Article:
How often do you get out and have fun, and where do you go?

Tom & Jimmy: Man, what we do is so fun it’s hard to think of anything more fun than playing shows. But generally, to have fun on tour we’ll go to an after party or a cool bar or restaurant in whatever city we’re in. That happens every week or so when on tour, so long as we’re not traveling too crazily. At home, we like to go out to shows at The Greek Theater in L.A. or whatever other venues. Seeing Nils Frahm pretty soon, that’s gonna be epic.

City with the most underrated dance scene?

Tom & Jimmy: We don’t think dance music is the first thing people think of when you hear the city “Istanbul,” but you would be mistaken! There are a ton of great parties and up and coming producers coming from there at the moment. We’ve built a good following there over the last few years and it’s an amazing city to go back to.

Industry prediction for the next year?

Tom & Jimmy: We think more people are gonna start DJing with reel-to-reel tape machines. They used to do it back in the day, it’s just about the only DJ trend that hasn’t come back yet. Maybe we should start it off?

Best piece of advice for new producers?

Tom & Jimmy: Work hard. Spend every second you can producing, listening to records, learning techniques, and comparing how your records sound to others. Try to have patience, not in the sense of taking it easy or not working hard, but in the sense of trusting that if you put in the time and hard work, you will get better and eventually you will be where you want to be. Solicit critical feedback as often as possible and from as wide a range of people as possible. Collaborate and try and meet people who challenge you and who you can learn from.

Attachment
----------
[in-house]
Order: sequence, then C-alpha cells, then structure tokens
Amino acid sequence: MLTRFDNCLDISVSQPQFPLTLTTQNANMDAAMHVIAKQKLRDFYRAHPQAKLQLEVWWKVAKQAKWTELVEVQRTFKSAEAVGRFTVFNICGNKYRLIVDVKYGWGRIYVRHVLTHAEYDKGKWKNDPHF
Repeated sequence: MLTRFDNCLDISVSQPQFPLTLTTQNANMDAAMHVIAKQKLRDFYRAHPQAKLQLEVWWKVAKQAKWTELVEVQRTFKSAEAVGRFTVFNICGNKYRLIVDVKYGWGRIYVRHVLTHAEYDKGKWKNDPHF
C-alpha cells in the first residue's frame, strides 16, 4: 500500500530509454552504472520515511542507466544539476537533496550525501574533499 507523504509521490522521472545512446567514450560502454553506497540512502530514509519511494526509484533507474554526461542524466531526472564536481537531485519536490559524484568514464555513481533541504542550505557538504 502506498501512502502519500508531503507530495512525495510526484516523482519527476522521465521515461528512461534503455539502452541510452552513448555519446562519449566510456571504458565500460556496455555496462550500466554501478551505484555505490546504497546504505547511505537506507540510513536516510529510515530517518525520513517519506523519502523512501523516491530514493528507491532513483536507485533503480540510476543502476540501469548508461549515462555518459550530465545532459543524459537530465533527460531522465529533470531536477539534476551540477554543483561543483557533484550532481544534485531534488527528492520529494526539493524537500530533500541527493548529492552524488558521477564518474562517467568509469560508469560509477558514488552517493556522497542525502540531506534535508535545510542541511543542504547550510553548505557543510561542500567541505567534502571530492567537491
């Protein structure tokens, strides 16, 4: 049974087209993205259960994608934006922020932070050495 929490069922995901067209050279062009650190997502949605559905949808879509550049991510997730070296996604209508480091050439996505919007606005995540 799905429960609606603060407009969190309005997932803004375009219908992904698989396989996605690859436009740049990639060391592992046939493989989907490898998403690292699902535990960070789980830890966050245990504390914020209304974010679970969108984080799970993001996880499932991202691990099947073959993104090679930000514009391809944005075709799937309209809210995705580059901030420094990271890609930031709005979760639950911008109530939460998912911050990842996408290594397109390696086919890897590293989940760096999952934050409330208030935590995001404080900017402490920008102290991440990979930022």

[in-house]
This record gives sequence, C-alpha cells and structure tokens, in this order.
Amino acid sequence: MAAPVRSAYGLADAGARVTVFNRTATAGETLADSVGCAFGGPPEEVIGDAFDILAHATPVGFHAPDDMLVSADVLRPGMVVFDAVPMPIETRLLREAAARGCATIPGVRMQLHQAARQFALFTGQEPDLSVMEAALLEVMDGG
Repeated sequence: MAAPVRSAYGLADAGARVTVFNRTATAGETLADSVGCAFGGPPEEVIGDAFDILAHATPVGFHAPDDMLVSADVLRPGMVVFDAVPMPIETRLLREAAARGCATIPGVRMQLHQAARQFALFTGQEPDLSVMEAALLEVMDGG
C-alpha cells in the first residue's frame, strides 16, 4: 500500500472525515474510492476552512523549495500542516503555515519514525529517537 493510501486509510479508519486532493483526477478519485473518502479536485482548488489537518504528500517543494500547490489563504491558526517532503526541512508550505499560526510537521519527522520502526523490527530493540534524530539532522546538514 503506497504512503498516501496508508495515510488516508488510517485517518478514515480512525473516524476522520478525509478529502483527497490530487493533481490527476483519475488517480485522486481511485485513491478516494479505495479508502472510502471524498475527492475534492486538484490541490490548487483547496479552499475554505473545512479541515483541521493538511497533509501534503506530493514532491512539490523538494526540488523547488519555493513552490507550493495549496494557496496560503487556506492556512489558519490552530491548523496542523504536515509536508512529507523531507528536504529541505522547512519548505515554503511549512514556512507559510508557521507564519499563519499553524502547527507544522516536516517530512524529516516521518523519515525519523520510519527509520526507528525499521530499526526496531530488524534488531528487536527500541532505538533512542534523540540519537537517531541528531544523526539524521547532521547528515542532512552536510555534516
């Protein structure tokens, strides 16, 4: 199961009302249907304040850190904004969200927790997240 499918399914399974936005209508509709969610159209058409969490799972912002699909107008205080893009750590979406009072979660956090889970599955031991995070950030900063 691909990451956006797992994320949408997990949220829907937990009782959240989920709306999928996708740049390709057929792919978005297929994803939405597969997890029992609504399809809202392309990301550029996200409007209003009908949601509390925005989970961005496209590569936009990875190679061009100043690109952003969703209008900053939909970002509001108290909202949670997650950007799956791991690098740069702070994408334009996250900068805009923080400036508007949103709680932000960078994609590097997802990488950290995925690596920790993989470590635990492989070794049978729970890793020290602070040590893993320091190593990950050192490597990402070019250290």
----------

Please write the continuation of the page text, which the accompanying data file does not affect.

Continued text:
Dead or alive, who would be your dream collaborator?

Tom & Jimmy: Trent Reznor, Thom Yorke, Max Martin, Paul Epworth, Moby, Nigel Godrich.

What is one of the unique experiences you’ve had backstage?

Tom & Jimmy: We played a festival called Bottle Rock and as part of it we played a little side show at a club nearby. The club was in a complex with two venues on two floors with a shared green room floor in the middle. We were playing the bigger club upstairs which was about 800 people, and the bar downstairs was about 150 people. We didn’t know who was playing downstairs, hadn’t really thought about it to be honest. We were sitting in our green room and all of a sudden two women come in and start pouring themselves a drink from our rider. We were sort of surprised but before we could say anything, Pat Smear (guitarist in the Foo Fighters and Nirvana) sticks his head around the corner and goes, “No baby that’s not ours!” We basically shat our pants and were like, “Yes, you can have whatever you want!” It turns out that the Foo Fighters were playing the bar downstairs as they were headlining the festival the next day and hadn’t played together in a year or two and were doing this side show as a secret warm up show for family and friends. So us and our whole crew got to watch the Foo Fighters play to like 50 people in a bar, and we hung out with them all after. They were all super cool. Their tour manager is still the same guy who tour managed Nirvana for their whole career, so he had tons of gems of advice. Talking and hanging with them all, doing shots with them, was just an awesome and totally unexpected experience.